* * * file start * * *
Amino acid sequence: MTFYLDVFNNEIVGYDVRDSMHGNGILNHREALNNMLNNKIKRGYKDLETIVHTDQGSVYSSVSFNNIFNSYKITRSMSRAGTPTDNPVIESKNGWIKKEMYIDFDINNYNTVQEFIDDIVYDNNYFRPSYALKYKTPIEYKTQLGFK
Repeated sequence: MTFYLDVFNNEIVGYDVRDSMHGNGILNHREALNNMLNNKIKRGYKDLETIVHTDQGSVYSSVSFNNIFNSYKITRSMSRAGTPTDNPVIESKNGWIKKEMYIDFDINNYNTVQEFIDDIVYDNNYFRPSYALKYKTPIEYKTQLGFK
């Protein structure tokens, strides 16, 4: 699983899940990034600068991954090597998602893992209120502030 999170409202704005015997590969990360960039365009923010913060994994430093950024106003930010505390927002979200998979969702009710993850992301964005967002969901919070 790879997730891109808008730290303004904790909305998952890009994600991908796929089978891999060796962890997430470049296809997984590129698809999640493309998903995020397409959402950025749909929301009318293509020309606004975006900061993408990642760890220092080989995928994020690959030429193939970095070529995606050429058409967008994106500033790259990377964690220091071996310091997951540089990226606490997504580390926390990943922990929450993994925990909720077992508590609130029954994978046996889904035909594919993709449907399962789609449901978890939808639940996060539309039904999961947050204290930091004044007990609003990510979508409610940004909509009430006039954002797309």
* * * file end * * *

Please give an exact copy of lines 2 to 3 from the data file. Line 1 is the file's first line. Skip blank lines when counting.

Repeated sequence: MTFYLDVFNNEIVGYDVRDSMHGNGILNHREALNNMLNNKIKRGYKDLETIVHTDQGSVYSSVSFNNIFNSYKITRSMSRAGTPTDNPVIESKNGWIKKEMYIDFDINNYNTVQEFIDDIVYDNNYFRPSYALKYKTPIEYKTQLGFK
């Protein structure tokens, strides 16, 4: 699983899940990034600068991954090597998602893992209120502030 999170409202704005015997590969990360960039365009923010913060994994430093950024106003930010505390927002979200998979969702009710993850992301964005967002969901919070 790879997730891109808008730290303004904790909305998952890009994600991908796929089978891999060796962890997430470049296809997984590129698809999640493309998903995020397409959402950025749909929301009318293509020309606004975006900061993408990642760890220092080989995928994020690959030429193939970095070529995606050429058409967008994106500033790259990377964690220091071996310091997951540089990226606490997504580390926390990943922990929450993994925990909720077992508590609130029954994978046996889904035909594919993709449907399962789609449901978890939808639940996060539309039904999961947050204290930091004044007990609003990510979508409610940004909509009430006039954002797309």